Posted: Wednesday 13 August 2014
by Richard Jones
The East Dulwich swifts have gone, and the south London air is all the emptier for the lack of their falsetto screams.
The East Dulwich swifts have gone, and the south London air is all the emptier for the lack of their falsetto screams. But those lucky enough to have swallows can still enjoy the mad aerial frolics of these most athletic of birds.
I somehow always associate swifts with cities and swallows with the open countryside, but this is really just my limited experience. Either bird seems just as likely to take up residence under the eaves.
Although I see swallows from time to time on my travels about the UK, I most readily find them if I’m on holiday in France. Here they seem to spend all their time zooming at waist-height above the sunny hayfields, careening around the charolais cattle, or dipping down into the swimming pool to take a skimmed beakful of water. I’ve also noticed them nesting high up in the ancient houses around some picturesque village centre.
So I was particularly pleased to have the opportunity for close-up observation in the car park of one of the aires de repos on the A26, Autoroute des Anglais, on our final leg through France on Monday. The adult birds were wheeling and zipping about in the hot air above the tarmac, then dashing back to the nest at opportune moments to feed the chicks.
The most opportune moments were when someone exited the toilettes, and before the next visitor went in. At this tiny motorway stopping point there were only three or four cars at any time, so the place was virtually deserted. This must have accounted for the birds’ brave decision to nest so openly, at head height, right against the new metalwork between the two doors.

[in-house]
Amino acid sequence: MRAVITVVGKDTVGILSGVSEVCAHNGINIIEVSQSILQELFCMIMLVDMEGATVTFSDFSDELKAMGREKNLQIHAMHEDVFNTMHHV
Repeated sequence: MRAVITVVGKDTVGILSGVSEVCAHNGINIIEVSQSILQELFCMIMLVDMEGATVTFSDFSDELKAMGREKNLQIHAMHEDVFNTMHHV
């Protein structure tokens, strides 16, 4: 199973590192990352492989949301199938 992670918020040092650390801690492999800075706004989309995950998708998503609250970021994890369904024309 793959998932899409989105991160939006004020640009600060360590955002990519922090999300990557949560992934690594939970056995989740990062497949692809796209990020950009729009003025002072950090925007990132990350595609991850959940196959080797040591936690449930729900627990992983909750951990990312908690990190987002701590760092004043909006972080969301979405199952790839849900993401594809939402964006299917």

The three chicks regarded us mutely as we took the prerequisite snaps, but as soon as our backs were turned, a parent darted in. Now all sibling hell broke loose as they squabbled over the next nutritious insect morsel to be stuffed down their gaping throats.
So now I still associate swifts with cities, but swallows will from hence forth be inextricably linked, in my mind, to public toilets.
Thanks to Ray Kennedy / RSPB Images for kind permission to use their lovely image.
05/09/2014 at 16:29
always sad to see the swallows and house martins gathering for the long flight home.it can get into october depending on the weather earlier if the weather turns in september.i look out for the swallows in early april and the nesting activities.house martins building nests under the eves none stop activity.to watch the swifts skimming the hay fields(sorry going back in time silage fields i should have said)the red arrows have nothing on them.